Jane Hope, Support and Education coordinator for the Alzheimer Society of B.C., and Chris Kensit are breaking the stigma surrounding dementia. (Submitted)

Cowichan resident with dementia breaks silence on stigma in Alzheimer Society campaign

“I don’t think I’ve encountered stigma as much as I’ve encountered a lack of understanding”

Cowichan Valley residents living with dementia are going public for a third consecutive year in an effort to change hearts and minds and tackle the ongoing discrimination they experience in their day-to-day lives.

“I went home and I had a good cry,” Chris Kensit says when describing how she reacted to her diagnosis of dementia in 2015. “Because my mother lived with dementia — and now that my sister is also living with it — I had intimate knowledge of what the progression of the disease and its symptoms were going to look like.”

Living on her own in Duncan, Kensit took her disease as a challenge. “I have a science background and found doing research made it easier to cope,” she says.

“While my general practitioner has been incredibly supportive and generous, he wasn’t very well-versed in dementia and didn’t have many resources to draw on. Because I started doing my own research when he diagnosed me, I started to bring in studies and materials I’d found. He likes to tease me about being his teacher but the whole process has become a very collaborative one.”

Since her diagnosis, Kensit has been become a fierce advocate, joining the B.C. Leadership Group for People Living with Dementia, advising the Alzheimer Society of B.C. on how to support people affected by the disease and helping to spread awareness of the issue.

“I don’t think I’ve encountered stigma as much as I’ve encountered a lack of understanding about the disease — and a lack of patience,” Kensit says. “People need to understand that living with dementia means experiencing certain challenges, particularly around memory. They need to find solutions rather than getting fed up with someone when they’re struggling.”

Kensit is one of many central Islanders who are courageously stepping forward with their personal stories in the Alzheimer Society’s nation-wide campaign, “I live with dementia. Let me help you understand.” It launched Monday, Jan. 6 as part of Alzheimer’s Awareness Month.

Spurred by alarming research indicating that one in four Canadians would feel ashamed or embarrassed if they had dementia, the campaign gives a voice to Canadians living with dementia who are frustrated by the constant assumptions and misinformation associated with the disease.

“Unless you have experienced it firsthand, it can be difficult to appreciate the damage stigma can do to individuals and families facing dementia,” says Jane Hope, Support and Education coordinator for the Alzheimer Society of B.C.’s North and Central Vancouver Island resource centre that serves the Cowichan Valley. “Too often, negative feelings, attitudes and stereotypes surrounding dementia dissuade people from seeking help and discourage others from lending their support. By providing a platform for Canadians to share their stories, we can cultivate empathy and compassion and help break down the stigma so that Canadians living with dementia can live a full life.”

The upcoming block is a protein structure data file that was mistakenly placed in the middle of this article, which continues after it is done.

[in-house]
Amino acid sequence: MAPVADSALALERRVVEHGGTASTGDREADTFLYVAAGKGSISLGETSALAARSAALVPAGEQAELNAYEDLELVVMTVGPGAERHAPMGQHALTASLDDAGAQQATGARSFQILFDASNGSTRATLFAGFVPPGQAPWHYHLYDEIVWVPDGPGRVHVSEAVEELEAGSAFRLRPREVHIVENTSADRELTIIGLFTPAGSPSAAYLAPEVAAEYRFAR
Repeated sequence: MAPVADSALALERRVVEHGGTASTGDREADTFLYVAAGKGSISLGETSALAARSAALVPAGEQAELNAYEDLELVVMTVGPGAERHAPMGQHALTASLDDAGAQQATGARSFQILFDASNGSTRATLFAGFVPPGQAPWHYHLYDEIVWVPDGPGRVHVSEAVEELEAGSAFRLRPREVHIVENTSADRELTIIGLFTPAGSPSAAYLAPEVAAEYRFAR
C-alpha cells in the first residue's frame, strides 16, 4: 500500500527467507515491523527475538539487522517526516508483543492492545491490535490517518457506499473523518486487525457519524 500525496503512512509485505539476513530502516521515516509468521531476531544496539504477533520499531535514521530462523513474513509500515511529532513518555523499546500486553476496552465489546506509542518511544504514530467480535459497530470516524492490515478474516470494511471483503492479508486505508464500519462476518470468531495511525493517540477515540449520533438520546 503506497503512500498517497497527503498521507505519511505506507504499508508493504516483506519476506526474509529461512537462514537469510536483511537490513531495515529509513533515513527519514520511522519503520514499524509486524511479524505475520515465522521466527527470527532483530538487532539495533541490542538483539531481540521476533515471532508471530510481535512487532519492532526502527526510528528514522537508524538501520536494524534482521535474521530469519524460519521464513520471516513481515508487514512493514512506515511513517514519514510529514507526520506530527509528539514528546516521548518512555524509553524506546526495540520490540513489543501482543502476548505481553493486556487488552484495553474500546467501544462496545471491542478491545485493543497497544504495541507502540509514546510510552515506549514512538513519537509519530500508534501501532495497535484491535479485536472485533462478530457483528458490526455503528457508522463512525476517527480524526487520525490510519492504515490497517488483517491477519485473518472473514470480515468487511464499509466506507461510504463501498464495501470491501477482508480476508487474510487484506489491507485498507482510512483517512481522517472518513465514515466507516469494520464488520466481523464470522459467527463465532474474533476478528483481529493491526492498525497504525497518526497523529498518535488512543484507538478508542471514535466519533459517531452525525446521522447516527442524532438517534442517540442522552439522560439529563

Since the launch of the campaign in 2018, more than 65 Canadians with dementia, including caregivers, have become spokespeople in the campaign, aimed at taking a stand against the stigma associated with the disease.

To read their stories and find out how you can help in the fight against dementia stigma, visit ilivewithdementia.ca. The site also features practical information and downloadable materials, including key myths and facts about the disease, as well as social media graphics to help spread the word about the campaign. Visitors to the site can also connect with the local Alzheimer Society resource centre for help and support.

Through a host of programs and services, advocacy and public education, Alzheimer Societies across the country are there to help Canadians overcome the challenges of living with Alzheimer’s disease or another form of dementia. The Society also funds research to improve care and find new treatments and a cure.

More than half a million Canadians live with dementia today. Many more are family members who provide direct care or are otherwise affected by dementia. In the next 12 years, nearly a million Canadians will be living with dementia.

“The number of Canadians living with dementia is soaring,” says Hope. “So this is an extremely important campaign to pause and think about our attitudes and perceptions and build a more accepting and inclusive society for individuals and families living with dementia.”

To celebrate Alzheimer’s Awareness Month, residents are invited to an open house at the Alzheimer Society of B.C.’s North and Central Vancouver Island Resource Centre in the Cowichan Valley on Jan. 16. Chris Kensit will share her experience of the disease and the Society will also be recognizing a local volunteer whose contributions have eased the dementia journey for people in the community.

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